Before having kids, my husband and I hardly ever fought. But after my son arrived, we suddenly turned into one of those couples on the Maury Povich show, screaming into each other's face. Unfortunately (but reassuringly), this is normal. Researchers have found that relationship satisfaction takes a dive in the first five years of parenthood.

Play Has Become A Drag for Kids and the Results Aren't Good

More than 70% of kids give up sports by age 13 because it's not fun. High-achieving students are "overloaded and underprepared" before they start college. Squeezing all the joy out of play and learning is not a recipe for success. Embracing parenting practices that put the fun back in childhood will nurture "doers" who will be primed for later self-driven achievement.

9 Ways To Improve Your Child’s Chances For Success

Many new parents may be too busy to realize it, but Tovah Klein of Columbia University argues that “the ages from two to five are crucial for your child’s long-term healthy development and success—for laying the foundation of who they will become over time.” Here are 9 ways to improve your child's chances for success from "the toddler whisperer."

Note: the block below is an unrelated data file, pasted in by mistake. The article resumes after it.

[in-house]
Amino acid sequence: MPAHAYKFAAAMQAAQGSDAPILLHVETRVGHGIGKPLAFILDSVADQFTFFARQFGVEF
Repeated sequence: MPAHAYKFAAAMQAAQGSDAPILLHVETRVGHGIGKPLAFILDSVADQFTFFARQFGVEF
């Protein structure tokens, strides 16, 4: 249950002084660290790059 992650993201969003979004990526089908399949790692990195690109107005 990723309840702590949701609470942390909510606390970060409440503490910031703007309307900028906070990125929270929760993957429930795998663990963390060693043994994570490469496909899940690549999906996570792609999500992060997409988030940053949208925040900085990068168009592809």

The Intuitive Parent

The Intuitive Parent: Finding your own parent style while tuning in to your child

How Allowing Children to Fail Helps Them Succeed

By Susan Newman Ph.D. on August 11, 2015 Singletons
In our highly competitive parenting environment how do you learn to back off and let your children stumble, struggle, even fail? Here, why you should and how you can.

Four Signs Your College Student Could Be Abusing Substances

For young adults, the first time away from parental control can be quite a transition, a change in which sometimes too much partying can play a role in poor academic performance.

What Children Experience Going Back to School

School should be as much about the work of mastery as it is about growth, neither one of which comes particularly easily.

Believing in Your Child's Success

As a parent, watching your child struggle at something can be difficult. Seeing him or her fail can be devastating. Optimism allows you, as a parent, to find the positives in struggle and failure.